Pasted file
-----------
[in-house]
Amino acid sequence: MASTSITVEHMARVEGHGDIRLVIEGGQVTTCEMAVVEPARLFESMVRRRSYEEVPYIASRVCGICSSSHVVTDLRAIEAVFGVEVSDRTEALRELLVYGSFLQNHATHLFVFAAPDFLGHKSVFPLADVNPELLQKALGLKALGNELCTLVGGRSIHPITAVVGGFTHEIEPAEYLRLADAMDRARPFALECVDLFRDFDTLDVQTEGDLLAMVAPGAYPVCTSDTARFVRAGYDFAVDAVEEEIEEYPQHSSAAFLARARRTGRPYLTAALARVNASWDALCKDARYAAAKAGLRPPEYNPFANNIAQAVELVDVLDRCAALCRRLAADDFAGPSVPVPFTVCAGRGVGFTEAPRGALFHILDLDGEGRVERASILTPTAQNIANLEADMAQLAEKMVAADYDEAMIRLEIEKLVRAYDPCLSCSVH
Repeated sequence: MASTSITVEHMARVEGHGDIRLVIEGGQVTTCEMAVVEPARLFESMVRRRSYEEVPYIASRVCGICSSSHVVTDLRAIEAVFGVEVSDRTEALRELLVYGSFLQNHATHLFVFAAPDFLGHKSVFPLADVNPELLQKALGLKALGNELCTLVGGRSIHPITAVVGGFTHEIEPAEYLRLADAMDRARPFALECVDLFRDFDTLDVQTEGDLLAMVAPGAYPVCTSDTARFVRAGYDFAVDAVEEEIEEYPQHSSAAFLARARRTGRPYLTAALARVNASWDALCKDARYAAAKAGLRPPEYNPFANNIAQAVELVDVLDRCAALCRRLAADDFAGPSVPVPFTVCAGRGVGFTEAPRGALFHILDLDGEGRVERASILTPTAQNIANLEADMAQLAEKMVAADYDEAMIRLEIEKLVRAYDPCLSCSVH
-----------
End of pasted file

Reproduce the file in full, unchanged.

[in-house]
Amino acid sequence: MASTSITVEHMARVEGHGDIRLVIEGGQVTTCEMAVVEPARLFESMVRRRSYEEVPYIASRVCGICSSSHVVTDLRAIEAVFGVEVSDRTEALRELLVYGSFLQNHATHLFVFAAPDFLGHKSVFPLADVNPELLQKALGLKALGNELCTLVGGRSIHPITAVVGGFTHEIEPAEYLRLADAMDRARPFALECVDLFRDFDTLDVQTEGDLLAMVAPGAYPVCTSDTARFVRAGYDFAVDAVEEEIEEYPQHSSAAFLARARRTGRPYLTAALARVNASWDALCKDARYAAAKAGLRPPEYNPFANNIAQAVELVDVLDRCAALCRRLAADDFAGPSVPVPFTVCAGRGVGFTEAPRGALFHILDLDGEGRVERASILTPTAQNIANLEADMAQLAEKMVAADYDEAMIRLEIEKLVRAYDPCLSCSVH
Repeated sequence: MASTSITVEHMARVEGHGDIRLVIEGGQVTTCEMAVVEPARLFESMVRRRSYEEVPYIASRVCGICSSSHVVTDLRAIEAVFGVEVSDRTEALRELLVYGSFLQNHATHLFVFAAPDFLGHKSVFPLADVNPELLQKALGLKALGNELCTLVGGRSIHPITAVVGGFTHEIEPAEYLRLADAMDRARPFALECVDLFRDFDTLDVQTEGDLLAMVAPGAYPVCTSDTARFVRAGYDFAVDAVEEEIEEYPQHSSAAFLARARRTGRPYLTAALARVNASWDALCKDARYAAAKAGLRPPEYNPFANNIAQAVELVDVLDRCAALCRRLAADDFAGPSVPVPFTVCAGRGVGFTEAPRGALFHILDLDGEGRVERASILTPTAQNIANLEADMAQLAEKMVAADYDEAMIRLEIEKLVRAYDPCLSCSVH